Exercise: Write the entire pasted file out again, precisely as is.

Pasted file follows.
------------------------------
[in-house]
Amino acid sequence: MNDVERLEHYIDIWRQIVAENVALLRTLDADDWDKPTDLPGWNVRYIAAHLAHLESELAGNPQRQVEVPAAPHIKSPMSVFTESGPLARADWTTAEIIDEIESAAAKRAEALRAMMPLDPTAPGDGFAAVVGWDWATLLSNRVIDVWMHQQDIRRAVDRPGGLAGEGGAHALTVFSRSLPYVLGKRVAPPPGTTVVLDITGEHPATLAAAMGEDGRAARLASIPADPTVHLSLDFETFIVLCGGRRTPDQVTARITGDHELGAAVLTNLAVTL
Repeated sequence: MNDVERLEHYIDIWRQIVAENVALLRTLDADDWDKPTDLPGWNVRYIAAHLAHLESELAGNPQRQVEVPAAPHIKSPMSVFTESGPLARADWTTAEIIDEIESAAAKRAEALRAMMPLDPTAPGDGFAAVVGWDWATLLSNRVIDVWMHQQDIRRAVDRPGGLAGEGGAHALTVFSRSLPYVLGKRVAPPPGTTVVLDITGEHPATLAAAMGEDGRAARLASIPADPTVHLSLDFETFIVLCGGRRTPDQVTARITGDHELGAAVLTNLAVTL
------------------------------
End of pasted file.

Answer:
[in-house]
Amino acid sequence: MNDVERLEHYIDIWRQIVAENVALLRTLDADDWDKPTDLPGWNVRYIAAHLAHLESELAGNPQRQVEVPAAPHIKSPMSVFTESGPLARADWTTAEIIDEIESAAAKRAEALRAMMPLDPTAPGDGFAAVVGWDWATLLSNRVIDVWMHQQDIRRAVDRPGGLAGEGGAHALTVFSRSLPYVLGKRVAPPPGTTVVLDITGEHPATLAAAMGEDGRAARLASIPADPTVHLSLDFETFIVLCGGRRTPDQVTARITGDHELGAAVLTNLAVTL
Repeated sequence: MNDVERLEHYIDIWRQIVAENVALLRTLDADDWDKPTDLPGWNVRYIAAHLAHLESELAGNPQRQVEVPAAPHIKSPMSVFTESGPLARADWTTAEIIDEIESAAAKRAEALRAMMPLDPTAPGDGFAAVVGWDWATLLSNRVIDVWMHQQDIRRAVDRPGGLAGEGGAHALTVFSRSLPYVLGKRVAPPPGTTVVLDITGEHPATLAAAMGEDGRAARLASIPADPTVHLSLDFETFIVLCGGRRTPDQVTARITGDHELGAAVLTNLAVTL